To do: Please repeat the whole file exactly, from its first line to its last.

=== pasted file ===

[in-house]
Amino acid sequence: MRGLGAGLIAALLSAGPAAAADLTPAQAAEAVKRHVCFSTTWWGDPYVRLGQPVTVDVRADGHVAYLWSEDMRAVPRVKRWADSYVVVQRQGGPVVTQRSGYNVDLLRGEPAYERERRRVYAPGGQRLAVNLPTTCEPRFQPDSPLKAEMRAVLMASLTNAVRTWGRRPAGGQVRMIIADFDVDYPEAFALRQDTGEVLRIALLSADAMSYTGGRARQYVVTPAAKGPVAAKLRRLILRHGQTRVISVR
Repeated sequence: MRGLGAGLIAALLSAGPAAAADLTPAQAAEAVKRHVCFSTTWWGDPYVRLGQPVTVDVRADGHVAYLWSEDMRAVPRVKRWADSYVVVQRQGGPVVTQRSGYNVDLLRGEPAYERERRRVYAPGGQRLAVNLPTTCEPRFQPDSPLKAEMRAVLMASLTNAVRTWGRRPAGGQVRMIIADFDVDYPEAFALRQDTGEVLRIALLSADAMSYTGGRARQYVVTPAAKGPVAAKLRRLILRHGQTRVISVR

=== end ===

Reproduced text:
[in-house]
Amino acid sequence: MRGLGAGLIAALLSAGPAAAADLTPAQAAEAVKRHVCFSTTWWGDPYVRLGQPVTVDVRADGHVAYLWSEDMRAVPRVKRWADSYVVVQRQGGPVVTQRSGYNVDLLRGEPAYERERRRVYAPGGQRLAVNLPTTCEPRFQPDSPLKAEMRAVLMASLTNAVRTWGRRPAGGQVRMIIADFDVDYPEAFALRQDTGEVLRIALLSADAMSYTGGRARQYVVTPAAKGPVAAKLRRLILRHGQTRVISVR
Repeated sequence: MRGLGAGLIAALLSAGPAAAADLTPAQAAEAVKRHVCFSTTWWGDPYVRLGQPVTVDVRADGHVAYLWSEDMRAVPRVKRWADSYVVVQRQGGPVVTQRSGYNVDLLRGEPAYERERRRVYAPGGQRLAVNLPTTCEPRFQPDSPLKAEMRAVLMASLTNAVRTWGRRPAGGQVRMIIADFDVDYPEAFALRQDTGEVLRIALLSADAMSYTGGRARQYVVTPAAKGPVAAKLRRLILRHGQTRVISVR